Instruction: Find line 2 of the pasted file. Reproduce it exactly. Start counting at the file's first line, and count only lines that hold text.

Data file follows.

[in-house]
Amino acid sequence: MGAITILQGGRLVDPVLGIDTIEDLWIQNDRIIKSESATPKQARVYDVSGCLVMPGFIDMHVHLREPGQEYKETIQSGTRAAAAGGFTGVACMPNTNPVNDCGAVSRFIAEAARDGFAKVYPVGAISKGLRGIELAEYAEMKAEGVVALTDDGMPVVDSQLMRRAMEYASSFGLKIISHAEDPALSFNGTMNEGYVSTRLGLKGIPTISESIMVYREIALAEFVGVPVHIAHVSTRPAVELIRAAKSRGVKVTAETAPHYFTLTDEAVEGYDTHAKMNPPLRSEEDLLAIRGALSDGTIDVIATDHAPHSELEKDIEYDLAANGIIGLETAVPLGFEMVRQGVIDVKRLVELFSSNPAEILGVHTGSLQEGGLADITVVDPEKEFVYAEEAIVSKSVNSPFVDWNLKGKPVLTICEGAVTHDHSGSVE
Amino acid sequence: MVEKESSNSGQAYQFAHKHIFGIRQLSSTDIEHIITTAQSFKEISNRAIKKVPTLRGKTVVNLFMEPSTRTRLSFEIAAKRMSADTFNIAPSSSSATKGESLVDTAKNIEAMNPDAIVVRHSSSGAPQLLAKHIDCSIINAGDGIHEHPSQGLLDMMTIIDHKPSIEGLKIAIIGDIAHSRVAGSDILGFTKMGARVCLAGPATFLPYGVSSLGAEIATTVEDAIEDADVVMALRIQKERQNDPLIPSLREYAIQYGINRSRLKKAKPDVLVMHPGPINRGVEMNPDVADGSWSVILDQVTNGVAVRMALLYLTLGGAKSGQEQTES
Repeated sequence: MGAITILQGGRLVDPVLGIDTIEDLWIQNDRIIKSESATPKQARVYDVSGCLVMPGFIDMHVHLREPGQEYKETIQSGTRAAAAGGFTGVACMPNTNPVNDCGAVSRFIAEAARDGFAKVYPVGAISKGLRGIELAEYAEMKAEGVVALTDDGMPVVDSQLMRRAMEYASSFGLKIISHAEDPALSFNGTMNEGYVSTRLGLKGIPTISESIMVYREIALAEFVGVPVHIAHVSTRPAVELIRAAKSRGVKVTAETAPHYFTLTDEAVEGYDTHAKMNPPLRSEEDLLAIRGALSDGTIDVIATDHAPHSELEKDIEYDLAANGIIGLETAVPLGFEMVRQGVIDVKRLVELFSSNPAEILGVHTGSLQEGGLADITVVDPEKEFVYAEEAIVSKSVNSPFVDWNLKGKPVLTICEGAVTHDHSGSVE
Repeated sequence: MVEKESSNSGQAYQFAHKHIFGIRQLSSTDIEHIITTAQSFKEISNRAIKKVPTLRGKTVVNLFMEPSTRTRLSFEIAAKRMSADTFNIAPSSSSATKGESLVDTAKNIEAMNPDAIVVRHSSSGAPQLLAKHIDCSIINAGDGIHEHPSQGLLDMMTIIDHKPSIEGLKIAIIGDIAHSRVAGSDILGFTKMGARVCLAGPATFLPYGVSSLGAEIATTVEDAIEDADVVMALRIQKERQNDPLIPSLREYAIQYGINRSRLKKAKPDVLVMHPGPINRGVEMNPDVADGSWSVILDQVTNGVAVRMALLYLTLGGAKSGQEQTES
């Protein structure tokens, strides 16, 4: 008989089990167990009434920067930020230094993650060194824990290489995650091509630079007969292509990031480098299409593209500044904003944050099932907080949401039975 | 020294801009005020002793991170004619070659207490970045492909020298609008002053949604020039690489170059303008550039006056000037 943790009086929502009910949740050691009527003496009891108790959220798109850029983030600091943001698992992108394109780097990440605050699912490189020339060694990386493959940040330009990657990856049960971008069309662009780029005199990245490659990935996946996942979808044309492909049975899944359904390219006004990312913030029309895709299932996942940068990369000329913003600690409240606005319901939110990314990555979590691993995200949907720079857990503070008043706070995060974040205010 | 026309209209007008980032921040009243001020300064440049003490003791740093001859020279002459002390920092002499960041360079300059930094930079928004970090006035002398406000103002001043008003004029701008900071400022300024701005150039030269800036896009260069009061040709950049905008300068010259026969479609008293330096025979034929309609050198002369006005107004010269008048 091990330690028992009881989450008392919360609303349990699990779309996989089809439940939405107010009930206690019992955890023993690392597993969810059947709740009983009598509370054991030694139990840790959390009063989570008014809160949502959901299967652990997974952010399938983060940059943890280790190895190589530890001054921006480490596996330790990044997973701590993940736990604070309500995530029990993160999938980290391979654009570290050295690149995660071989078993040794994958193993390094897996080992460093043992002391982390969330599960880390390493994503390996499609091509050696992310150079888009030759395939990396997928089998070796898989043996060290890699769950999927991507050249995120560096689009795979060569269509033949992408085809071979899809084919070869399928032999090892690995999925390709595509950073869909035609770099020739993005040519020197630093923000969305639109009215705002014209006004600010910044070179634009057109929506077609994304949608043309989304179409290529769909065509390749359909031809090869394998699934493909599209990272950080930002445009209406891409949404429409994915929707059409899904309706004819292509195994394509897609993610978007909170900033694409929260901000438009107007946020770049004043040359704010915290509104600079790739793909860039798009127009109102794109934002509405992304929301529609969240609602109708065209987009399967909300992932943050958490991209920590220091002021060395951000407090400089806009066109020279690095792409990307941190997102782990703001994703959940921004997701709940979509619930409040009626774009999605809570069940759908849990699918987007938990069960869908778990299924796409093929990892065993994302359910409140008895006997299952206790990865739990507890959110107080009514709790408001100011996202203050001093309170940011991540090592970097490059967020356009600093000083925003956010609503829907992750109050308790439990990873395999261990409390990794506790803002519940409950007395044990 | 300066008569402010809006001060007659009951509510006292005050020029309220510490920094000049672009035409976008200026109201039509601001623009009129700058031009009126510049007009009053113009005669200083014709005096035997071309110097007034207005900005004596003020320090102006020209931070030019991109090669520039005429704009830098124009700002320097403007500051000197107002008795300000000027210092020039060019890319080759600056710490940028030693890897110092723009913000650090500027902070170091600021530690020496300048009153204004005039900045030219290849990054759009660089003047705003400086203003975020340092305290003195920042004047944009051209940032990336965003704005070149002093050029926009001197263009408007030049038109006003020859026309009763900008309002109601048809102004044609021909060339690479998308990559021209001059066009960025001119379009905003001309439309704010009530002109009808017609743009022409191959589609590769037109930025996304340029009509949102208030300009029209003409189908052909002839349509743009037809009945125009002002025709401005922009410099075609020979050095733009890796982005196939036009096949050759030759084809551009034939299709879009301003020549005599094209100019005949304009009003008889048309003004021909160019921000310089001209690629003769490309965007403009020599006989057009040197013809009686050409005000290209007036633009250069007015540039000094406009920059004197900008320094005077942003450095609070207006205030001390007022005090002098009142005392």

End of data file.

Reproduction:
Amino acid sequence: MGAITILQGGRLVDPVLGIDTIEDLWIQNDRIIKSESATPKQARVYDVSGCLVMPGFIDMHVHLREPGQEYKETIQSGTRAAAAGGFTGVACMPNTNPVNDCGAVSRFIAEAARDGFAKVYPVGAISKGLRGIELAEYAEMKAEGVVALTDDGMPVVDSQLMRRAMEYASSFGLKIISHAEDPALSFNGTMNEGYVSTRLGLKGIPTISESIMVYREIALAEFVGVPVHIAHVSTRPAVELIRAAKSRGVKVTAETAPHYFTLTDEAVEGYDTHAKMNPPLRSEEDLLAIRGALSDGTIDVIATDHAPHSELEKDIEYDLAANGIIGLETAVPLGFEMVRQGVIDVKRLVELFSSNPAEILGVHTGSLQEGGLADITVVDPEKEFVYAEEAIVSKSVNSPFVDWNLKGKPVLTICEGAVTHDHSGSVE